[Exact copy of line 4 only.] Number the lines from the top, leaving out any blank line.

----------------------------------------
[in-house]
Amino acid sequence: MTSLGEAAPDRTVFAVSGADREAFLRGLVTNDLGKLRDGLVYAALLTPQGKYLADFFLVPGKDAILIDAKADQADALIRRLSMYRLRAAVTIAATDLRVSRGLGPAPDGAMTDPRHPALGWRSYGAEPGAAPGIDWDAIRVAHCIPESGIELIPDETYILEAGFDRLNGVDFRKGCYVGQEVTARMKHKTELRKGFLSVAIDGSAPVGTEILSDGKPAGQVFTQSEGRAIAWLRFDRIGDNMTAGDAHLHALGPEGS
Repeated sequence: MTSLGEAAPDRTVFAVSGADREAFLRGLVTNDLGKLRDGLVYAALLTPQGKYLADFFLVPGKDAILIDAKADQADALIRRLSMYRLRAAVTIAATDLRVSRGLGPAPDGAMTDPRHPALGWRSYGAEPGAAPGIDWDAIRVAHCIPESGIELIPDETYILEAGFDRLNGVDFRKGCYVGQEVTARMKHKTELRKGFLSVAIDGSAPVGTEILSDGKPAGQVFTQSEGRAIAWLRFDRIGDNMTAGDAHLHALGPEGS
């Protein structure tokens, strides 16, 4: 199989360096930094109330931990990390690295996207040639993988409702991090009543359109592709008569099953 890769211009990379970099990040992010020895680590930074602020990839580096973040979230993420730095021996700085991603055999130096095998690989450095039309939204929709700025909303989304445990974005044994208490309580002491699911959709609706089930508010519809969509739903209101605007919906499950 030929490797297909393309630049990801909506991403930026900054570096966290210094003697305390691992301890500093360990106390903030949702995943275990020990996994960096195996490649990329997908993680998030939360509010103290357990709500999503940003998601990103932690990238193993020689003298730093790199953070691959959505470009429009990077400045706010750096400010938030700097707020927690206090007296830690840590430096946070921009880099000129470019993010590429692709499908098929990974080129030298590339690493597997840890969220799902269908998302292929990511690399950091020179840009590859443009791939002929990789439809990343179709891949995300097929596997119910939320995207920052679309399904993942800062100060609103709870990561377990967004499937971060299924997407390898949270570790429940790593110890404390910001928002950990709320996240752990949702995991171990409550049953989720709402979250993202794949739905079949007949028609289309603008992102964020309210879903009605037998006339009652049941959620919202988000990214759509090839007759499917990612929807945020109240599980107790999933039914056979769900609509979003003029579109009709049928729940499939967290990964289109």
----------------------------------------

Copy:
């Protein structure tokens, strides 16, 4: 199989360096930094109330931990990390690295996207040639993988409702991090009543359109592709008569099953 890769211009990379970099990040992010020895680590930074602020990839580096973040979230993420730095021996700085991603055999130096095998690989450095039309939204929709700025909303989304445990974005044994208490309580002491699911959709609706089930508010519809969509739903209101605007919906499950 030929490797297909393309630049990801909506991403930026900054570096966290210094003697305390691992301890500093360990106390903030949702995943275990020990996994960096195996490649990329997908993680998030939360509010103290357990709500999503940003998601990103932690990238193993020689003298730093790199953070691959959505470009429009990077400045706010750096400010938030700097707020927690206090007296830690840590430096946070921009880099000129470019993010590429692709499908098929990974080129030298590339690493597997840890969220799902269908998302292929990511690399950091020179840009590859443009791939002929990789439809990343179709891949995300097929596997119910939320995207920052679309399904993942800062100060609103709870990561377990967004499937971060299924997407390898949270570790429940790593110890404390910001928002950990709320996240752990949702995991171990409550049953989720709402979250993202794949739905079949007949028609289309603008992102964020309210879903009605037998006339009652049941959620919202988000990214759509090839007759499917990612929807945020109240599980107790999933039914056979769900609509979003003029579109009709049928729940499939967290990964289109």